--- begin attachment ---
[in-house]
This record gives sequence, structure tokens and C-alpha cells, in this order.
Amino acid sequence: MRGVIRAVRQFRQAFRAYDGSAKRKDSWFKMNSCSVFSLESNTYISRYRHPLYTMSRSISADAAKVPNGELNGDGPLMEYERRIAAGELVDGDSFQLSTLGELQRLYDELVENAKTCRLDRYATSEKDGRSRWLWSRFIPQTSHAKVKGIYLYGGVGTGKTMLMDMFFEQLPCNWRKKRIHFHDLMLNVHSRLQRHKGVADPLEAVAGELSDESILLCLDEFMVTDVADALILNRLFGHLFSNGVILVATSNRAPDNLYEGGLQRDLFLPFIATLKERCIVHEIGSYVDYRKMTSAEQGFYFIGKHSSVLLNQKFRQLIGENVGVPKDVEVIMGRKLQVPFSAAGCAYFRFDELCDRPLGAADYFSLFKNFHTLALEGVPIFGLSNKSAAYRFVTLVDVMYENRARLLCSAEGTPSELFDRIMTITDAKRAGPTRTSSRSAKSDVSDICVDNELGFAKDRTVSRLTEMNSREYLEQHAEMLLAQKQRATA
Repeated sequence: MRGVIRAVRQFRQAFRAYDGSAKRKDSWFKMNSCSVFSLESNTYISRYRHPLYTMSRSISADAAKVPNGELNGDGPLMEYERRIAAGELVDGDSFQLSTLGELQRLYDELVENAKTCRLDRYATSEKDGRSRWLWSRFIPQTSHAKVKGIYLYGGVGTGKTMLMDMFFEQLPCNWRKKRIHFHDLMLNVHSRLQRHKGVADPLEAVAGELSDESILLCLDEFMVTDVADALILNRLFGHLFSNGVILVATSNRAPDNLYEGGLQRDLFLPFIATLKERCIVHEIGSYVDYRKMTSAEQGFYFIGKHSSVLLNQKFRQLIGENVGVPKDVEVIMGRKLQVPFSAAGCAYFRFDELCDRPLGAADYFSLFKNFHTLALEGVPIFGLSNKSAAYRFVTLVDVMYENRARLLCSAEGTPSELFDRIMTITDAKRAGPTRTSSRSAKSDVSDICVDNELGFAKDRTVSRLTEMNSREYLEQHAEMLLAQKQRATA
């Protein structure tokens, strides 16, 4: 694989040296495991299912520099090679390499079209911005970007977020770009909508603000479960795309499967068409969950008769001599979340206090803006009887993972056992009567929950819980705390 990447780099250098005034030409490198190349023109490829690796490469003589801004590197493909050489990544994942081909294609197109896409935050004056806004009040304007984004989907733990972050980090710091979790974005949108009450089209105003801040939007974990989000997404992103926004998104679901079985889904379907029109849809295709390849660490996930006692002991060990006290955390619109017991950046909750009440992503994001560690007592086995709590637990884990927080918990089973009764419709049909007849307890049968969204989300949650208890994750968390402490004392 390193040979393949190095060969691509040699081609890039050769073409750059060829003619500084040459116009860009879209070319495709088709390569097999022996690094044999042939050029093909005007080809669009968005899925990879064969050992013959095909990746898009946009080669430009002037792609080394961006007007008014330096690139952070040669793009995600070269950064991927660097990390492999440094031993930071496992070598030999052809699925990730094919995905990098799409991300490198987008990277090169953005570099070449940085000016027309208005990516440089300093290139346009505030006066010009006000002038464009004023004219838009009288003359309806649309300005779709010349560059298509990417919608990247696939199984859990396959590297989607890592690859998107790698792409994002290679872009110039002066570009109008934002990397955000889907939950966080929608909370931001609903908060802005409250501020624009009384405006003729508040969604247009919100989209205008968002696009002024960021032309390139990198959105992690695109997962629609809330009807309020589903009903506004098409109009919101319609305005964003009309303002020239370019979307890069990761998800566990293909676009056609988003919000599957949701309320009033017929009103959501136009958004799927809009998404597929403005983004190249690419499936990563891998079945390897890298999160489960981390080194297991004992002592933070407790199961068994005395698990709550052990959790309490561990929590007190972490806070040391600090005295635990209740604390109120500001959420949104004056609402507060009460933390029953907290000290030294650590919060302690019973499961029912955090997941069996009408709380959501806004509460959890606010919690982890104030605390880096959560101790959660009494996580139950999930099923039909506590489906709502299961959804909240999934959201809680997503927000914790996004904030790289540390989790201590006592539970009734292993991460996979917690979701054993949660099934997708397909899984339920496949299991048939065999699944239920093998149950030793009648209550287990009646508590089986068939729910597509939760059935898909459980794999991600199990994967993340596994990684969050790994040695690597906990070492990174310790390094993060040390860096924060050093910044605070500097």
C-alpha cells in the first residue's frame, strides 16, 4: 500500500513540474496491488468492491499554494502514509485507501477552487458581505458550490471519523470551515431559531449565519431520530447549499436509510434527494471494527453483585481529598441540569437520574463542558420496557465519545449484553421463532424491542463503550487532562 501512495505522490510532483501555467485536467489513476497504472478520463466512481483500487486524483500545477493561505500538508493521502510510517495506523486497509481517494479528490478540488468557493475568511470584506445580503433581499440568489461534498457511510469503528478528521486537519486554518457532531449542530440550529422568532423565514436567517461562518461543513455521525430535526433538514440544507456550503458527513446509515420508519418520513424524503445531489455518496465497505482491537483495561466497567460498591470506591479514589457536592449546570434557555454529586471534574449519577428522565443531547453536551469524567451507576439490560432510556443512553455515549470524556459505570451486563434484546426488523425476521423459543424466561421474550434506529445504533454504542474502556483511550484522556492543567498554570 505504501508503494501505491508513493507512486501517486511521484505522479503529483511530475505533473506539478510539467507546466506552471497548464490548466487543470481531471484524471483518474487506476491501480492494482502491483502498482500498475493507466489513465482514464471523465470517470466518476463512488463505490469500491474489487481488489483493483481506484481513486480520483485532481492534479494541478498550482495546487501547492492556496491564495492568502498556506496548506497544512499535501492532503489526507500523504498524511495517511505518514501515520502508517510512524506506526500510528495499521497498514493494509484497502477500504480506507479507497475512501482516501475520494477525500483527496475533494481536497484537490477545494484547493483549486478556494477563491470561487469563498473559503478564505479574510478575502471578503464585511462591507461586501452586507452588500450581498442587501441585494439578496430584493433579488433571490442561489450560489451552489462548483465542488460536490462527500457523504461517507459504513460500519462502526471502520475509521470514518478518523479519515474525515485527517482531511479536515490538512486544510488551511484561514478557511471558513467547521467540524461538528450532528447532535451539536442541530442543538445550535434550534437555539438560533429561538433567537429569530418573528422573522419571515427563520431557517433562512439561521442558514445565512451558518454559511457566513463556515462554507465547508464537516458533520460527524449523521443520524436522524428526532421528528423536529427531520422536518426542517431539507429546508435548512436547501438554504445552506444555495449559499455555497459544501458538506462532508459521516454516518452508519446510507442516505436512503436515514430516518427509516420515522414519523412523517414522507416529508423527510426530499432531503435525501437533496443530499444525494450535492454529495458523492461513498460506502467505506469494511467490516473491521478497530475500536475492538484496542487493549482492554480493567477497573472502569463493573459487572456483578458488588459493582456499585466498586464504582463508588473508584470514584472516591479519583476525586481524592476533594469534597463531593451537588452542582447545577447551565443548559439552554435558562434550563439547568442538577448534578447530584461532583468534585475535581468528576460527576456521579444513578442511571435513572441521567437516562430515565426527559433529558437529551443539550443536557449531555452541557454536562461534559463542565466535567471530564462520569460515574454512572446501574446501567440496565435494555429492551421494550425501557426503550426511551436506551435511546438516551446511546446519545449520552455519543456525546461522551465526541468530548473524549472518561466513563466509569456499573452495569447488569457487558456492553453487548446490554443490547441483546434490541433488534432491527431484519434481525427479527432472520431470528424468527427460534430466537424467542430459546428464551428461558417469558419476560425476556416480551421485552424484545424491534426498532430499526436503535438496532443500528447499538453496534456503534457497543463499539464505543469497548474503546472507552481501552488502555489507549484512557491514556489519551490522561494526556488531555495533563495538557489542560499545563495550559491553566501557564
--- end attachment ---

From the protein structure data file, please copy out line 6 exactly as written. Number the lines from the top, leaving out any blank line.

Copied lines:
C-alpha cells in the first residue's frame, strides 16, 4: 500500500513540474496491488468492491499554494502514509485507501477552487458581505458550490471519523470551515431559531449565519431520530447549499436509510434527494471494527453483585481529598441540569437520574463542558420496557465519545449484553421463532424491542463503550487532562 501512495505522490510532483501555467485536467489513476497504472478520463466512481483500487486524483500545477493561505500538508493521502510510517495506523486497509481517494479528490478540488468557493475568511470584506445580503433581499440568489461534498457511510469503528478528521486537519486554518457532531449542530440550529422568532423565514436567517461562518461543513455521525430535526433538514440544507456550503458527513446509515420508519418520513424524503445531489455518496465497505482491537483495561466497567460498591470506591479514589457536592449546570434557555454529586471534574449519577428522565443531547453536551469524567451507576439490560432510556443512553455515549470524556459505570451486563434484546426488523425476521423459543424466561421474550434506529445504533454504542474502556483511550484522556492543567498554570 505504501508503494501505491508513493507512486501517486511521484505522479503529483511530475505533473506539478510539467507546466506552471497548464490548466487543470481531471484524471483518474487506476491501480492494482502491483502498482500498475493507466489513465482514464471523465470517470466518476463512488463505490469500491474489487481488489483493483481506484481513486480520483485532481492534479494541478498550482495546487501547492492556496491564495492568502498556506496548506497544512499535501492532503489526507500523504498524511495517511505518514501515520502508517510512524506506526500510528495499521497498514493494509484497502477500504480506507479507497475512501482516501475520494477525500483527496475533494481536497484537490477545494484547493483549486478556494477563491470561487469563498473559503478564505479574510478575502471578503464585511462591507461586501452586507452588500450581498442587501441585494439578496430584493433579488433571490442561489450560489451552489462548483465542488460536490462527500457523504461517507459504513460500519462502526471502520475509521470514518478518523479519515474525515485527517482531511479536515490538512486544510488551511484561514478557511471558513467547521467540524461538528450532528447532535451539536442541530442543538445550535434550534437555539438560533429561538433567537429569530418573528422573522419571515427563520431557517433562512439561521442558514445565512451558518454559511457566513463556515462554507465547508464537516458533520460527524449523521443520524436522524428526532421528528423536529427531520422536518426542517431539507429546508435548512436547501438554504445552506444555495449559499455555497459544501458538506462532508459521516454516518452508519446510507442516505436512503436515514430516518427509516420515522414519523412523517414522507416529508423527510426530499432531503435525501437533496443530499444525494450535492454529495458523492461513498460506502467505506469494511467490516473491521478497530475500536475492538484496542487493549482492554480493567477497573472502569463493573459487572456483578458488588459493582456499585466498586464504582463508588473508584470514584472516591479519583476525586481524592476533594469534597463531593451537588452542582447545577447551565443548559439552554435558562434550563439547568442538577448534578447530584461532583468534585475535581468528576460527576456521579444513578442511571435513572441521567437516562430515565426527559433529558437529551443539550443536557449531555452541557454536562461534559463542565466535567471530564462520569460515574454512572446501574446501567440496565435494555429492551421494550425501557426503550426511551436506551435511546438516551446511546446519545449520552455519543456525546461522551465526541468530548473524549472518561466513563466509569456499573452495569447488569457487558456492553453487548446490554443490547441483546434490541433488534432491527431484519434481525427479527432472520431470528424468527427460534430466537424467542430459546428464551428461558417469558419476560425476556416480551421485552424484545424491534426498532430499526436503535438496532443500528447499538453496534456503534457497543463499539464505543469497548474503546472507552481501552488502555489507549484512557491514556489519551490522561494526556488531555495533563495538557489542560499545563495550559491553566501557564